I Saw a Rabbit Yesterday

Until yesterday, I hadn’t seen a rabbit on Wilden Marsh for at least three years; it was test-digging in the sandy corral just north of Marsh Farm. There was a decent size warren here before the corral was established.

Rabbits were plentiful and then haemorrhagic disease decimated the marsh bunny population. The foxes have had to make do with pigeons, pheasants, moles and discarded burgers; rabbit will be a welcome addition to their diet.

On the west side of the River Stour, close to Wilden Village, at the old sandpit, is a large warren that was regularly netted and ferreted before disease wiped them out too.

Yesterday  I struggled south along the Northern Corridor. The howling wind blew me all over the place and tore at my ageing, ragged green Berghaus cagoule like an invisible marsh monster desperate to drag me to the ground.

To my left, a highly excited cattle herd ran through the swamp, bucking, jumping, chasing and bellowing. They are usually calm, except around a full moon. The last full moon was 19th April and the next one isn’t until 18th May. Keeping pace with me until reaching North Pond Pasture, the cattle turned right into North Riverside Pasture.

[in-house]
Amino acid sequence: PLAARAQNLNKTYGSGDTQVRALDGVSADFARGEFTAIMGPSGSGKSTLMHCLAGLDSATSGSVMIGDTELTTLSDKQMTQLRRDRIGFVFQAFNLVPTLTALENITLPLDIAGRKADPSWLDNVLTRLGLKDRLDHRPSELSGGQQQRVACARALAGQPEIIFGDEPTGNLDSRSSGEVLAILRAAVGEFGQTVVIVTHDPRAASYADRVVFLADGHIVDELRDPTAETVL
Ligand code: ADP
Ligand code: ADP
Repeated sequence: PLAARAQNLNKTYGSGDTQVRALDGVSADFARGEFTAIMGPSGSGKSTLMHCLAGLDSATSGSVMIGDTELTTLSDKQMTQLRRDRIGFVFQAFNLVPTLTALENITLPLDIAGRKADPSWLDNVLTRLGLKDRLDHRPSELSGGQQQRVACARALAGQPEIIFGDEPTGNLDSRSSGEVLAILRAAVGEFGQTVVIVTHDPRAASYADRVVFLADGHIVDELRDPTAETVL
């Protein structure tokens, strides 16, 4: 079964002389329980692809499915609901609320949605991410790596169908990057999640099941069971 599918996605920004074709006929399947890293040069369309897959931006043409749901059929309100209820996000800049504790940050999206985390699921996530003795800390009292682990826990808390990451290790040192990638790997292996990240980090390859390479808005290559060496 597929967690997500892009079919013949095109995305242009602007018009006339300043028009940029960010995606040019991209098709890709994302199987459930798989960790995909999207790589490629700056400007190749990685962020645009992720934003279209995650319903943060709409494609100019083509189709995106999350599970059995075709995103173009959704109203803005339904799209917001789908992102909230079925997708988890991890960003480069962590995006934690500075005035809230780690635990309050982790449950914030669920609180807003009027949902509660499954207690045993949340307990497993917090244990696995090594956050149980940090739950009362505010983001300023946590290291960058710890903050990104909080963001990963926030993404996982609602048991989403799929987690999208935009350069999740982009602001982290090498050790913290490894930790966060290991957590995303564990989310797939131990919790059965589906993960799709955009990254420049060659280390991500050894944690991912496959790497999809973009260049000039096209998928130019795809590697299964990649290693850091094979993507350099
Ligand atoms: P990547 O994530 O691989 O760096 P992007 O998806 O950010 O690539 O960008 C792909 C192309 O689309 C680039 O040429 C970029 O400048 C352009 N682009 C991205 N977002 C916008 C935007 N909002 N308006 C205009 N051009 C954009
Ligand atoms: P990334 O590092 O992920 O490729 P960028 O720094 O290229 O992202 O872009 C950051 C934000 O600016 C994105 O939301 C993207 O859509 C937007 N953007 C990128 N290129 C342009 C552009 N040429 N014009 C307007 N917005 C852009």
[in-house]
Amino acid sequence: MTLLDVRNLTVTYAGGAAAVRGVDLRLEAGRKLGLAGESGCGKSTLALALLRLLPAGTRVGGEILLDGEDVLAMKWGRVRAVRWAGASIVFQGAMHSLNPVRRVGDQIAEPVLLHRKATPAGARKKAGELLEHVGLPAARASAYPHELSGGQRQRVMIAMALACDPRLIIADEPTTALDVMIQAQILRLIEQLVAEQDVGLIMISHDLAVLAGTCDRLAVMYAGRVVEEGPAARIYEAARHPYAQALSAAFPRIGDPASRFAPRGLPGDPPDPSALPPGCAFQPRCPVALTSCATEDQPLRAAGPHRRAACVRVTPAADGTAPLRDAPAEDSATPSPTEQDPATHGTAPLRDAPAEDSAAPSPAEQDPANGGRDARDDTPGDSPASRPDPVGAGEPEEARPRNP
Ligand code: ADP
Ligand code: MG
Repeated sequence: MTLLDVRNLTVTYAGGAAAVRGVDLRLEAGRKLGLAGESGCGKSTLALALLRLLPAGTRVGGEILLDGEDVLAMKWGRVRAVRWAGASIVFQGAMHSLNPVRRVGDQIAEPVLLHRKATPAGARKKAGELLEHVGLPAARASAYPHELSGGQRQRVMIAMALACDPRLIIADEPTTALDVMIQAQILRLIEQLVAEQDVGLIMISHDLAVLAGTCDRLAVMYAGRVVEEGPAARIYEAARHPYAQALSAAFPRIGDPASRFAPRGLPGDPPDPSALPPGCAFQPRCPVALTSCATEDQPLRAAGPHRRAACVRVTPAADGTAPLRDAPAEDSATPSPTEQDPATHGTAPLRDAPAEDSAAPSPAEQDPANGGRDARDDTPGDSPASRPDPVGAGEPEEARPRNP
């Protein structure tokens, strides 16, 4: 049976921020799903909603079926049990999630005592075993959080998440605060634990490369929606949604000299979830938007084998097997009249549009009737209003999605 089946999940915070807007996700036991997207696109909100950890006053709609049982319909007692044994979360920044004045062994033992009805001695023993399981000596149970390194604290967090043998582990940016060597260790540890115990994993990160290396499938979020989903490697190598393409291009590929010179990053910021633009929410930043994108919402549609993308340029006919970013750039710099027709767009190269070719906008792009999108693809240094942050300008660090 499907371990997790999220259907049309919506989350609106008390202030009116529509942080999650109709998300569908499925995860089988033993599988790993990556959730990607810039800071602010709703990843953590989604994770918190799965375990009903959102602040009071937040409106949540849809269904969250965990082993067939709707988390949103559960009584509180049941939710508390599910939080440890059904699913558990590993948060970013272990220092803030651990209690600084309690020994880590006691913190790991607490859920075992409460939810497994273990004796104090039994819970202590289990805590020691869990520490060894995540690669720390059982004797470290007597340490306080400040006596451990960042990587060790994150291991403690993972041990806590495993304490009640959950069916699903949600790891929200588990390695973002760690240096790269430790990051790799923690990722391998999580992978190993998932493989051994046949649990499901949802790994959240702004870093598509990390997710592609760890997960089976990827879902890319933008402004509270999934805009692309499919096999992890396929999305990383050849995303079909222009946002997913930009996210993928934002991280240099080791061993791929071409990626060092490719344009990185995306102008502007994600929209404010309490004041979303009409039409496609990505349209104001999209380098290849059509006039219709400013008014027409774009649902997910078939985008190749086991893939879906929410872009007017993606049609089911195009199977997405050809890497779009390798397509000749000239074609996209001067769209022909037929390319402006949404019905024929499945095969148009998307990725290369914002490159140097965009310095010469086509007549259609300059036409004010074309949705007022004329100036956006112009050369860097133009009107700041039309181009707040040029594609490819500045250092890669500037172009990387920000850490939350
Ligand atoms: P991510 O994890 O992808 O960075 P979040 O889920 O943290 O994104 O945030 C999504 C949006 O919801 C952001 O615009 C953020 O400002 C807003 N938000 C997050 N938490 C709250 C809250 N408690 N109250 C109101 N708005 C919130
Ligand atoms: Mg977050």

I was checking the corridor fencing, a prelude to letting the herd in for a couple of day’s grazing before the southern marsh orchids bloom. I saw the rabbit when I reached the corral gate. It’s not a big deal seeing a single rabbit on the marsh you might say, but having seen Facebook posts about rabbits being seen locally, I am eager for their return to the marsh. The payoff is that where there is one rabbit now, others will soon follow; they breed at a prodigious rate.

Tonight I took a look beyond the corral and there are fresh rabbit burrows all over the place, as can be seen in the images below. So it looks like the rabbits are trying to reestablish the old north marsh warren. This is good news because it reintroduces a food source to the predators. The marsh is well stocked with mice, pheasants, moles and pigeons, and now that rabbits have returned, predators will move in to take advantage.

I’m looking forward to an increase in marsh wildlife action.

Rabbit in the middle corral

   

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